How did Mark Henderson, of The Times, interpret that chimps are more evolved?

…Or rather why did Mark interpret this information that way? I know, I know, rhetorical question, to some extent. I don’t think that we are yet at a stage of comparing genetic sequences to say one organism is more evolved than the other. But Mark Henderson, ‘Science Editor’ of the newspaper

..Comparison of the genomes of the two [humans & chimpanzees] has revealed that many more chimp genes than human ones have been the subject of positive evolutionary selection….

….Chimpanzees have evolved more extensively than humans since the two species split from their common ancestors.

[And this refutes the] anthropocentric view that a grand enhancement in Darwinian selection underlies human origins.”

This conclusion is horribly misleading, and I want to clarify that the number of genes that have been positively selected for, is not the primary mode for evolutionary change. Positive selection sometimes manifests itself in copy number variations, or genes within a genome that have been repeated in order to increase the frequency that transcript will be made. That is what the authors of the original paper compared. But, it is where these changes, duplications for example, are made that ultimately facilitate evolutionary change.

If you are still a bit confused let me try and make a more descriptive explanation. The best analogy that I can come up with right now is that a chimp could have 200 pennies in its hand. That’s $2.00. Some would consider me a human, and I would conversely have 20 dimes in my hand, but that’s also $2.00. The same concept applies with the number of positive selection features within a genome. It’s not how many positive selection artifacts one has, but what one has and where is it in a genome.

In another light, chimps have evolved in a much different time frame and continue to evolve in a much different environment, compared to humans. Different selective pressures may affect more genes being modified in a chimpanzee genome, than one in a human one because we are fundamentally different when looked down to the chromosomal level. So how could we fully compare something like this?

What is so ironic, is that Henderson goes to quote the authors of the paper he is reporting on,

“The study… underlines that evolution is not a matter of progress towards a goal, and that it is incorrect to assume that more intelligent species are “more evolved”.”

So why has he and the editors of The Times published the article with the title that chimps are winning this evolutionary race?

I don’t know. I don’t think anyone knows really. There’s no race! If anyone is ‘winning the evolutionary race’ it is humans, we are unfortunately decimating chimpanzees. But enough ranting. I will hold out to see what the official publication concludes, once its out. All I know is that it will be published in PNAS under the title and link, “More genes underwent positive selection in chimpanzee evolution than in human evolution.”

If you wanna read more about genomic comparisons between humans and other papers, I’ve written a lot about recent papers that discussed this topic. It should be noted that in these recent papers, different conclusions were made from the ones that Henderson is reporting on. So that maybe of interest to you. Here’s a list of links:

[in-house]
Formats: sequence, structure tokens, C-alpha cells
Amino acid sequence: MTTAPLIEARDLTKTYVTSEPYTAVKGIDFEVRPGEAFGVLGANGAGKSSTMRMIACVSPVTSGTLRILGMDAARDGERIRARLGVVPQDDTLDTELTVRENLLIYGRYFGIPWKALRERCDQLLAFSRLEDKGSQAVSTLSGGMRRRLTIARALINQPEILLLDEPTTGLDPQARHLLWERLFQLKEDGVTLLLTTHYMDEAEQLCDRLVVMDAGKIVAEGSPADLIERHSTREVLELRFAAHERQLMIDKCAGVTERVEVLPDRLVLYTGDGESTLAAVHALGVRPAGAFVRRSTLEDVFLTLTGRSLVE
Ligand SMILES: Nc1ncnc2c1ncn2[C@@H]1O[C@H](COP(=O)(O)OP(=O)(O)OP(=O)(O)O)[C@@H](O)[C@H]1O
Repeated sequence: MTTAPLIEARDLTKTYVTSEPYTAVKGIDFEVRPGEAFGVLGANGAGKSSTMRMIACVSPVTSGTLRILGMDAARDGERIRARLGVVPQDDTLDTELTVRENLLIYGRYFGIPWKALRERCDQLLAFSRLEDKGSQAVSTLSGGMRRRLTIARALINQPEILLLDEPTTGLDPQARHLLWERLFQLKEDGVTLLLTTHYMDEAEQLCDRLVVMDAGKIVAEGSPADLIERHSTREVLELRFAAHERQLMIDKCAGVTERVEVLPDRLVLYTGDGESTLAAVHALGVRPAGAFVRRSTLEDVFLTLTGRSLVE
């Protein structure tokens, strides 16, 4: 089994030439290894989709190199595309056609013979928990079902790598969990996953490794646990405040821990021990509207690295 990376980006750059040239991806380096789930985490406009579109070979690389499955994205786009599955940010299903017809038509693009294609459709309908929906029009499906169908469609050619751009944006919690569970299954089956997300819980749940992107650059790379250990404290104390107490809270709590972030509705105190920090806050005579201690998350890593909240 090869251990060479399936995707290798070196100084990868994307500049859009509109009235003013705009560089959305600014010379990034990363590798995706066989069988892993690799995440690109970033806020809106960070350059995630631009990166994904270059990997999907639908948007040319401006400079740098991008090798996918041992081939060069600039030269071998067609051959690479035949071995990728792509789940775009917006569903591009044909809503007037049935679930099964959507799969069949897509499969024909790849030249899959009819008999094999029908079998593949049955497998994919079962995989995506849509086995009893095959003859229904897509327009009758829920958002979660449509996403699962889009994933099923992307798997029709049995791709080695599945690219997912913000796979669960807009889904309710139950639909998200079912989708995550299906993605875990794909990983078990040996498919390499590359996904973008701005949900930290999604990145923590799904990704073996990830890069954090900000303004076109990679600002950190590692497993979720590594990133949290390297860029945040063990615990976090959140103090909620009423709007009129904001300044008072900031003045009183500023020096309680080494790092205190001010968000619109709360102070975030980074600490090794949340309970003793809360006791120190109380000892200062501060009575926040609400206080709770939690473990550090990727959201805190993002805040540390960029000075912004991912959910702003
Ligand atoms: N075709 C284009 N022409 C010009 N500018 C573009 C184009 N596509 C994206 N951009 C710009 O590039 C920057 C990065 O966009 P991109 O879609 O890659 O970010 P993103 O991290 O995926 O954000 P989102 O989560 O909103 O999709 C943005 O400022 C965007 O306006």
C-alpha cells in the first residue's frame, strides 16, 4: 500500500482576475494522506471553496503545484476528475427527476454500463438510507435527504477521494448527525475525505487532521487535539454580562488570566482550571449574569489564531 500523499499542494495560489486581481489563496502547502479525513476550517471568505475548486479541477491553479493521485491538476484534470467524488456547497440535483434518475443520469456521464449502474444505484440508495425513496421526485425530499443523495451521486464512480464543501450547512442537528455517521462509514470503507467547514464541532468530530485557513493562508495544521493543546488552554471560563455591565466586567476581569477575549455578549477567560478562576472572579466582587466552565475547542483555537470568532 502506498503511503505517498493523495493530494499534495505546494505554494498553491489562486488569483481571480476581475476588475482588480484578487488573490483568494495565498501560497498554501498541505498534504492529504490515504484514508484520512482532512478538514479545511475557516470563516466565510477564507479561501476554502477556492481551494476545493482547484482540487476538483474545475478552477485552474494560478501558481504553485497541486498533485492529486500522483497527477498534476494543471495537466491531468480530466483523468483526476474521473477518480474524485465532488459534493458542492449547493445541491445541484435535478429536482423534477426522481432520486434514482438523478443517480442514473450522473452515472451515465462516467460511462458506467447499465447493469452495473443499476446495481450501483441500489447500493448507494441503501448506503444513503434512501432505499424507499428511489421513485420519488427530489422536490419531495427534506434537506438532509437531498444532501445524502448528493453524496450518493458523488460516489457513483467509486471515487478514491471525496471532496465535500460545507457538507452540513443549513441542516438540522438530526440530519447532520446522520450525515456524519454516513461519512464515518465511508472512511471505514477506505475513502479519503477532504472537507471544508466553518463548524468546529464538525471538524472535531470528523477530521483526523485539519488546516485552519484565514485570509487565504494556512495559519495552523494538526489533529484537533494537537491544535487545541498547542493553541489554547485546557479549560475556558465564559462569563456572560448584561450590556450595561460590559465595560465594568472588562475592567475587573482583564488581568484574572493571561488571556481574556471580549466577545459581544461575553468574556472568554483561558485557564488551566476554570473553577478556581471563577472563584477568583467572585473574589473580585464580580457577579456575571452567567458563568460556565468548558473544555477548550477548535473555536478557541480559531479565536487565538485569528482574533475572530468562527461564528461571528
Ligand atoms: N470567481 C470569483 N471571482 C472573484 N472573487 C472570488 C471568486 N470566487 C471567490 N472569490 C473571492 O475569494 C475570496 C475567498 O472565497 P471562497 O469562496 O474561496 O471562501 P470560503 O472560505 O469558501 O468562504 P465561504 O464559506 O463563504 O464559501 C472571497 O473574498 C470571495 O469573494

Oh yes, how could we have a discussion of genome comparisons of primates without linking up John Hawks? He also writes about positive selection in human-chimpanzee genome comparisons.

Hat tip to Razib, for linking up this article and starting the fire.

5 thoughts on “How did Mark Henderson, of The Times, interpret that chimps are more evolved?

  1. This is as maddening as all the newspaper and TV accounts shouting, “The chimp has 98% the same genes that humans have, and therefore they’re not much different from us…” I would make this analogy. Suppose you wanted to write a complete set of instructions on how to build a building. This would include many volumes on how to find dig rocks out of the ground to find iron ore, and coal etc. to make steel to make nails. How to make hammers, shovels, bulldozers, bricks…how to make paper to write the instructions down…. 98% of the total instruction volumes could be devoted to the gathering of materials. But the 2% engineering and planning instructions would be crucial to the conception of the building project. So too, a very small subset of genes could make a phenomenal difference in the functioning of intelligent planning.

  2. Doug, you’re on the right track.

    You’re dead on about addressing how the concept of chimpanzee and human genome similarities is mildly misrepresented. While 98% similarities may sound very significant, the 2% is millions of base pairs and can be possibly hundreds close thousands of genes.

    Also, almost all living organisms contain homologous genes that make a cell, for example, and surprisingly that’s a lot of our genes. So we share a lot of genes also with the common mouse as well as nematodes.

    But where we differ, and how massive developmental changes are made is in the patterns in which these genes are activated and transcribed into a product. That process raises a whole new level of complexity and points of differentiation that sequence homology does not [yet] address.

    In that manner, sharing sequence homology is only the tip of the massive iceberg that is comparing genomes and phenomes.

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